In my previous post I delved into some of the technical terms and mathematical relationships that are necessary to understand the performance of long/short funds. Since then we have had some great feedback from a range of readers which has prompted me to expand on the topic – with a few more equations and numbers. This memo will illustrate the power of an additional driver available to long/short funds to enhance performance: variable net exposure.
The previous chapter
Taking the mathematical derivation as read and understood, we know that the return of a long/short fund can be represented by the following equation:
rF = gL* αL+ gS* αS + rM* (gL– gS);
rF is the return of the long/short fund;
gLis the long (gross) exposure of the fund;
gSis the short (gross) exposure of the fund;
αLis the long alpha, or outperformance of the long portfolio over the market;
αSis the short alpha, or outperformance of the short portfolio over the inverse of the market; and,
rMis the return of the market.
We also broke this equation into three components of long/short fund performance as follows:
- Outperformance of the long portfolio, scaled by the gross long exposure: (gL* αL)
- Outperformance of the short portfolio, scaled by the short gross exposure: (gS* αS)
- Market return scaled by the “net market exposure” which is the difference between long and short gross exposures: rM* (gL– gS)
To this point in our discussion we have assumed over any time frame that the g’s (and the α’s too) are fixed parameters. However, the long/short fund manager may vary the long and short exposures and therefore the resulting net exposure (gL– gS) of the fund to the market return. Clearly as the g’s vary independently the outperformance components (1 and 2, above) of the fund’s return will change. However, for the purpose of this article we will keep these return components fixed. Our focus will be on the impact on the fund’s performance from varying the net market exposure.
Variable net as a source of alpha
Let’s go back to the original numerical example from last time where we assume our fund is 90% gross long, 50% gross short, that we can generate 5% of alpha on the long side, 3% of alpha on the short side, and the market return is 8%. We can also assume that these are average annual returns so that the average annual return of the long/short fund is:
rF = (90% * 5%) + (50% * 3%) + 8% * (90% – 50%) = 9.2%
In a nutshell this example demonstrated that even with the drag of being less than fully exposed to the market (net exposure is just 40%), a long/short fund can outperform the market even when the market produces solid positive performance on average. But the long/short fund can do more still.
To extend our example let’s assume that the market (simply) averaged 8% p.a. for 10 years, but that performance in any given year is as follows:
We are going to continue to assume the fund generates scaled long outperformance of 4.5% p.a. (component 1) and scaled short outperformance of 1.5% p.a. (component 2). Therefore, combined outperformance components remain fixed at 6% p.a.*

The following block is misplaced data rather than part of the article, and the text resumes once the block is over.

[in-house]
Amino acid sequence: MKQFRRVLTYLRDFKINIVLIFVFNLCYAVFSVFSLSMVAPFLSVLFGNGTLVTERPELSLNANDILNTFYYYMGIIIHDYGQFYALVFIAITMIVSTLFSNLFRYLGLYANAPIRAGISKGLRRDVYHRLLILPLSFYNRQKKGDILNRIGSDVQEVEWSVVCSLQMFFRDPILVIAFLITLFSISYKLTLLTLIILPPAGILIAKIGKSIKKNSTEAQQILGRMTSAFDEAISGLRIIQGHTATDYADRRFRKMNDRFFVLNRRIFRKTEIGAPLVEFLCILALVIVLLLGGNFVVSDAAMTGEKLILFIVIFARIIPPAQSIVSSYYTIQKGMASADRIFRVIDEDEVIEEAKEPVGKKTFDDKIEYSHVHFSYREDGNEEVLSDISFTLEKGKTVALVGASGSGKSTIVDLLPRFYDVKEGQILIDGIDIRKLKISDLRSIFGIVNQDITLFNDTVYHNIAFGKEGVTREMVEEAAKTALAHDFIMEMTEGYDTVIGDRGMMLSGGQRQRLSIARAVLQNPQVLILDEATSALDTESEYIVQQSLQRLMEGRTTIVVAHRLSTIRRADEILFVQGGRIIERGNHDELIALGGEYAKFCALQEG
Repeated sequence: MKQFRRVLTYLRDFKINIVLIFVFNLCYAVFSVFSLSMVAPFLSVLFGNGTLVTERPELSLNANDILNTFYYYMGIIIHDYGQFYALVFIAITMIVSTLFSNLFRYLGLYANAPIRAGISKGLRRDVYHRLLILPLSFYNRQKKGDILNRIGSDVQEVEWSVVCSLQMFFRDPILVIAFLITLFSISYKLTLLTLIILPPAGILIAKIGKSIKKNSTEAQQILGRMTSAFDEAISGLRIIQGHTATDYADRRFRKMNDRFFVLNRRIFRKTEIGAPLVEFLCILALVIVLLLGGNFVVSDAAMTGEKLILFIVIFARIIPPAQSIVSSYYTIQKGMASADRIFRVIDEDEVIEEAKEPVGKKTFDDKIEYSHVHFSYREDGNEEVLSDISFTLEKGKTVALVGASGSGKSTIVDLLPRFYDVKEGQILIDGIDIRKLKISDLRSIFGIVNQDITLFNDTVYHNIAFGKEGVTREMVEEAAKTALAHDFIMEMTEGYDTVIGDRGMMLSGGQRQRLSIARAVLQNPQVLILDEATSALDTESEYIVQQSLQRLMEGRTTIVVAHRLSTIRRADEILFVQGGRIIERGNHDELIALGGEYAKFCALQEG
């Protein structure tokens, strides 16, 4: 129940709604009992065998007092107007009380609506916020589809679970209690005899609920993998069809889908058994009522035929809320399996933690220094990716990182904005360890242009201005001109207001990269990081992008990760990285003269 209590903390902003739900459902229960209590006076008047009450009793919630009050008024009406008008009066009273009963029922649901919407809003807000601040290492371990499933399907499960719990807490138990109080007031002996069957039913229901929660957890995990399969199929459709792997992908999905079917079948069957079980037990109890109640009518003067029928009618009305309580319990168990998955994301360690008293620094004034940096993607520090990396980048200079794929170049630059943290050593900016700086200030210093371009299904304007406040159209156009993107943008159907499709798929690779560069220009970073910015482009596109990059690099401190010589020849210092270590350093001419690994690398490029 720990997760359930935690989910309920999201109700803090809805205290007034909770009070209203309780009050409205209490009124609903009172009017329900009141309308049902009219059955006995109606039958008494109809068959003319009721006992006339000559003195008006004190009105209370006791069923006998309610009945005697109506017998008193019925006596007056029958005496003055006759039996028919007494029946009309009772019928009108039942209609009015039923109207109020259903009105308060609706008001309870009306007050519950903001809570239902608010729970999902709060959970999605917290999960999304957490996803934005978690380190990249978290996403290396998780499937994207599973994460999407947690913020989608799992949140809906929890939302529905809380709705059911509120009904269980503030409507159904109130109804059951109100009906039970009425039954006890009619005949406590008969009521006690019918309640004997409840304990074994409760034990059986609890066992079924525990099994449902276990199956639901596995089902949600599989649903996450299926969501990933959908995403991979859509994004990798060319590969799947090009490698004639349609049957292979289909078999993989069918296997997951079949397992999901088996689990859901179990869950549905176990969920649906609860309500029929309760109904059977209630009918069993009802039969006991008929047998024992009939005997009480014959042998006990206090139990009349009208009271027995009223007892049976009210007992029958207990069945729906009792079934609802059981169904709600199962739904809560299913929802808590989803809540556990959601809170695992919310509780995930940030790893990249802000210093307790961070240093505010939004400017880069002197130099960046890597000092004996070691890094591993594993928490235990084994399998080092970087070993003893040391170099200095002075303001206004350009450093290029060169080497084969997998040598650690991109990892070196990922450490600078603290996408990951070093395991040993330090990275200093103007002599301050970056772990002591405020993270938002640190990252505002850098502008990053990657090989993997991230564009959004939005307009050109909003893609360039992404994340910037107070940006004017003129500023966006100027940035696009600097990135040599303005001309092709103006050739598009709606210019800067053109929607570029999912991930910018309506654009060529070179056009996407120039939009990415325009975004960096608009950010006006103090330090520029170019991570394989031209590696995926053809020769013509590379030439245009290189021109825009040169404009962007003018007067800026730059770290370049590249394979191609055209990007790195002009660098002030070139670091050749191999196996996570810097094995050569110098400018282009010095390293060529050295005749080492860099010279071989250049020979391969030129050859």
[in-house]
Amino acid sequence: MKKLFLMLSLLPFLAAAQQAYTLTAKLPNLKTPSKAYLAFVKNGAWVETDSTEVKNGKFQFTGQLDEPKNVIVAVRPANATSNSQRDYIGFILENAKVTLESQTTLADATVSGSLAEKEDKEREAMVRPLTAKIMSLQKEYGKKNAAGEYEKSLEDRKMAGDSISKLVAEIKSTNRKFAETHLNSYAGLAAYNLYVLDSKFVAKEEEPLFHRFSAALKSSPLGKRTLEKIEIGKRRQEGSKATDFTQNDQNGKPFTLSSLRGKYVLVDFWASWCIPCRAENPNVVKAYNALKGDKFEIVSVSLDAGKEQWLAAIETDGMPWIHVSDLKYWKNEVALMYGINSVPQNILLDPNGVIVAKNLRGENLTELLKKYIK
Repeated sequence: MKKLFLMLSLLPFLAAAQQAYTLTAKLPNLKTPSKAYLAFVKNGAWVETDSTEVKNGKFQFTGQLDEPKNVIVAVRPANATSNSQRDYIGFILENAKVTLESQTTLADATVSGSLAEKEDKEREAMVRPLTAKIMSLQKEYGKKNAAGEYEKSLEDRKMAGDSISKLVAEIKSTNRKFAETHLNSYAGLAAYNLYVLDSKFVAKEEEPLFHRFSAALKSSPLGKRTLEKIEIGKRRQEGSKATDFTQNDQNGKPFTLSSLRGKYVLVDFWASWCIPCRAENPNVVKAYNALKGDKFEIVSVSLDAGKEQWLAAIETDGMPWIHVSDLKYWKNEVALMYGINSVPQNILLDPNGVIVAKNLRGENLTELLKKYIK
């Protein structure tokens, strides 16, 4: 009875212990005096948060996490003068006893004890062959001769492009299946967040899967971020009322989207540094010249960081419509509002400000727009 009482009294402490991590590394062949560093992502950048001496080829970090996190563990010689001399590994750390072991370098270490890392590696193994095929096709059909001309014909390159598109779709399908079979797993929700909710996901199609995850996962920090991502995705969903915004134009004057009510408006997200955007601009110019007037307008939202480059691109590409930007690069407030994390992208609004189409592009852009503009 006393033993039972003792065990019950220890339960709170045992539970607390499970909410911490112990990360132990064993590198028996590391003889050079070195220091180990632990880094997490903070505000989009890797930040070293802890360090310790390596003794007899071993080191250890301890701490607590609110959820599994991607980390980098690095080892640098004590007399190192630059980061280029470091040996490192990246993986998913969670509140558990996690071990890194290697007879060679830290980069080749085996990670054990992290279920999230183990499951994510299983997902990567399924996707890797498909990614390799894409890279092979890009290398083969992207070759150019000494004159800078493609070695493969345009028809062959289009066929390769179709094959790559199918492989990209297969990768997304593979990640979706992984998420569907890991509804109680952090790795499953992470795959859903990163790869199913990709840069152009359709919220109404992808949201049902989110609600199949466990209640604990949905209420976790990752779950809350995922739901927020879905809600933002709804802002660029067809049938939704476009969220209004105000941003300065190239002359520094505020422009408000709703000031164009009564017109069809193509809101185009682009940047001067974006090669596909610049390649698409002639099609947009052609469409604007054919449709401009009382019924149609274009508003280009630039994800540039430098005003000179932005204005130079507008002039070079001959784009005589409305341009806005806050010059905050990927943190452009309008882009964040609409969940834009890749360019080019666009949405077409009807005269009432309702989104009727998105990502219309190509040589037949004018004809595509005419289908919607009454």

Importantly, however, we are now going to assume that the manager can and does vary the net market exposure of the fund. Specifically, when stocks are expensive and subsequently underperform their 10-year average return in any year, the manager will only have 20% of the fund exposed to the market. When stocks are cheap and subsequently outperform their 10-year average return in any year, the manager will have 60% of the fund exposed to the market. This is shown below:
We can now calculate the market-related return component of the long/short fund’s performance in each year by multiplying the market return by the net market exposure for that period i.e. rM* (gL– gS) or component 3. The result is shown here:
We can see that the ability to vary the net exposure of the fund has resulted in 5.6 percentage points per annum of market-related return, which compares to 3.2 percentage points per annum when the net exposure was fixed at 40% i.e. 8% * (90% – 50%) = 3.2%. This increases the overall annual average return of the long/short fund to 11.6%.
In other words, the ability to vary the net exposure is another source of alpha and a fourth component of returns that we had not explicitly broken out previously. In addition to the 6% p.a. contribution from the outperformance of long and short books, and the 3.2% contribution from the average net market exposure of 40%, the variable net exposure has added another 2.4% to the performance of the long/short fund in this example.
Montaka’s variable net
Historically the net market exposure of Montaka has varied as a result of the bottom-up availability of good long and short opportunities, as well as our top-down view of the risk environment and stock price levels. Andrew Macken explains the latter in more detail in his recent post here.
Montaka’s net market exposure over the last year and a half is shown below. It should be clear that on balance the fund has been relatively less exposed to markets when stock prices and risks have become elevated, and relatively more exposed to markets as both factors have become more favourable (lower equity prices and less chance of negative risks eventuating).
As markets move and risks change, we will continue to use Montaka’s variable net exposure as a key lever to add value for our clients.
In reality, a varying net exposure would necessitate varying gross long and short exposures. For the purpose of the example we have fixed the result of the outperformance components and therefore implicitly assumed that any change in exposures (g’s) is offset by changes in outperformance (α’s). This is not unreasonable, nor does it change the result of the analysis.
Christopher Demasi is a Portfolio Manager with Montaka Global Investments.
To learn more about Montaka, please call +612 7202 0100.